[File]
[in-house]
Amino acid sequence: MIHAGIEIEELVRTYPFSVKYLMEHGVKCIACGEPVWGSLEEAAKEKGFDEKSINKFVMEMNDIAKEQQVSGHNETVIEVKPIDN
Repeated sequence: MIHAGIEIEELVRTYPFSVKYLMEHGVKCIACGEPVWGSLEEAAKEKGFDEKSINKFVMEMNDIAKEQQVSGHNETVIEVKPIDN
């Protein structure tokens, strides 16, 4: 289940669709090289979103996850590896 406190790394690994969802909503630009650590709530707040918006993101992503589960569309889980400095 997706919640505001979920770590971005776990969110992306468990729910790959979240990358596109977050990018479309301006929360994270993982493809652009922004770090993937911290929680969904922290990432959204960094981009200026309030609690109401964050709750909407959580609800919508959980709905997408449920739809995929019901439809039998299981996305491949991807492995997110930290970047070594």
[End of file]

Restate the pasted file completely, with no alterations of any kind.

[in-house]
Amino acid sequence: MIHAGIEIEELVRTYPFSVKYLMEHGVKCIACGEPVWGSLEEAAKEKGFDEKSINKFVMEMNDIAKEQQVSGHNETVIEVKPIDN
Repeated sequence: MIHAGIEIEELVRTYPFSVKYLMEHGVKCIACGEPVWGSLEEAAKEKGFDEKSINKFVMEMNDIAKEQQVSGHNETVIEVKPIDN
């Protein structure tokens, strides 16, 4: 289940669709090289979103996850590896 406190790394690994969802909503630009650590709530707040918006993101992503589960569309889980400095 997706919640505001979920770590971005776990969110992306468990729910790959979240990358596109977050990018479309301006929360994270993982493809652009922004770090993937911290929680969904922290990432959204960094981009200026309030609690109401964050709750909407959580609800919508959980709905997408449920739809995929019901439809039998299981996305491949991807492995997110930290970047070594």